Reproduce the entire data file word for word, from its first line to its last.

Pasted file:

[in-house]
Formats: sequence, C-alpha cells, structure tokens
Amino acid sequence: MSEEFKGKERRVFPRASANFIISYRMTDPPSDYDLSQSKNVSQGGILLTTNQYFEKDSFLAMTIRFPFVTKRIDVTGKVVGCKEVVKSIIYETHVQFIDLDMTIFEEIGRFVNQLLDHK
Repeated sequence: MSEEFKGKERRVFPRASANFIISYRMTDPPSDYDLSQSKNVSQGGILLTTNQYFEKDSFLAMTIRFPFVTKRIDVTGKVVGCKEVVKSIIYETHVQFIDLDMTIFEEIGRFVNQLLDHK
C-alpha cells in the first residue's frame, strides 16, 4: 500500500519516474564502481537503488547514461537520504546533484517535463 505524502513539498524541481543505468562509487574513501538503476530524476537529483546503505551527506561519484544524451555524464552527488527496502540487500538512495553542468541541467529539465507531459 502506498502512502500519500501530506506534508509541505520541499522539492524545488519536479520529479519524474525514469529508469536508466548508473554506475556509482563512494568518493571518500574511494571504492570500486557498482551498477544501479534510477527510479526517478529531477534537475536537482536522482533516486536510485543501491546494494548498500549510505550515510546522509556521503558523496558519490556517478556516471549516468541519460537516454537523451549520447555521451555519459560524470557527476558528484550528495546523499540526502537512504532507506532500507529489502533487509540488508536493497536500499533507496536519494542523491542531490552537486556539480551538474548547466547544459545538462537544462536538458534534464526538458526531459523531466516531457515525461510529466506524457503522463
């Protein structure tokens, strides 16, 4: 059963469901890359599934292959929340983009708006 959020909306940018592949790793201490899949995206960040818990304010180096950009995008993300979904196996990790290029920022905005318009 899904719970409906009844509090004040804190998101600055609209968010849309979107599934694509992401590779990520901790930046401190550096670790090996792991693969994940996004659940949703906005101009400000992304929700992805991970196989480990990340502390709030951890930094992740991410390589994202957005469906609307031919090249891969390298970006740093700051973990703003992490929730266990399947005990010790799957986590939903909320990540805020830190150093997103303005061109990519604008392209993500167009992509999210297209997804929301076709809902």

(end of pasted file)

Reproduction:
[in-house]
Formats: sequence, C-alpha cells, structure tokens
Amino acid sequence: MSEEFKGKERRVFPRASANFIISYRMTDPPSDYDLSQSKNVSQGGILLTTNQYFEKDSFLAMTIRFPFVTKRIDVTGKVVGCKEVVKSIIYETHVQFIDLDMTIFEEIGRFVNQLLDHK
Repeated sequence: MSEEFKGKERRVFPRASANFIISYRMTDPPSDYDLSQSKNVSQGGILLTTNQYFEKDSFLAMTIRFPFVTKRIDVTGKVVGCKEVVKSIIYETHVQFIDLDMTIFEEIGRFVNQLLDHK
C-alpha cells in the first residue's frame, strides 16, 4: 500500500519516474564502481537503488547514461537520504546533484517535463 505524502513539498524541481543505468562509487574513501538503476530524476537529483546503505551527506561519484544524451555524464552527488527496502540487500538512495553542468541541467529539465507531459 502506498502512502500519500501530506506534508509541505520541499522539492524545488519536479520529479519524474525514469529508469536508466548508473554506475556509482563512494568518493571518500574511494571504492570500486557498482551498477544501479534510477527510479526517478529531477534537475536537482536522482533516486536510485543501491546494494548498500549510505550515510546522509556521503558523496558519490556517478556516471549516468541519460537516454537523451549520447555521451555519459560524470557527476558528484550528495546523499540526502537512504532507506532500507529489502533487509540488508536493497536500499533507496536519494542523491542531490552537486556539480551538474548547466547544459545538462537544462536538458534534464526538458526531459523531466516531457515525461510529466506524457503522463
């Protein structure tokens, strides 16, 4: 059963469901890359599934292959929340983009708006 959020909306940018592949790793201490899949995206960040818990304010180096950009995008993300979904196996990790290029920022905005318009 899904719970409906009844509090004040804190998101600055609209968010849309979107599934694509992401590779990520901790930046401190550096670790090996792991693969994940996004659940949703906005101009400000992304929700992805991970196989480990990340502390709030951890930094992740991410390589994202957005469906609307031919090249891969390298970006740093700051973990703003992490929730266990399947005990010790799957986590939903909320990540805020830190150093997103303005061109990519604008392209993500167009992509999210297209997804929301076709809902």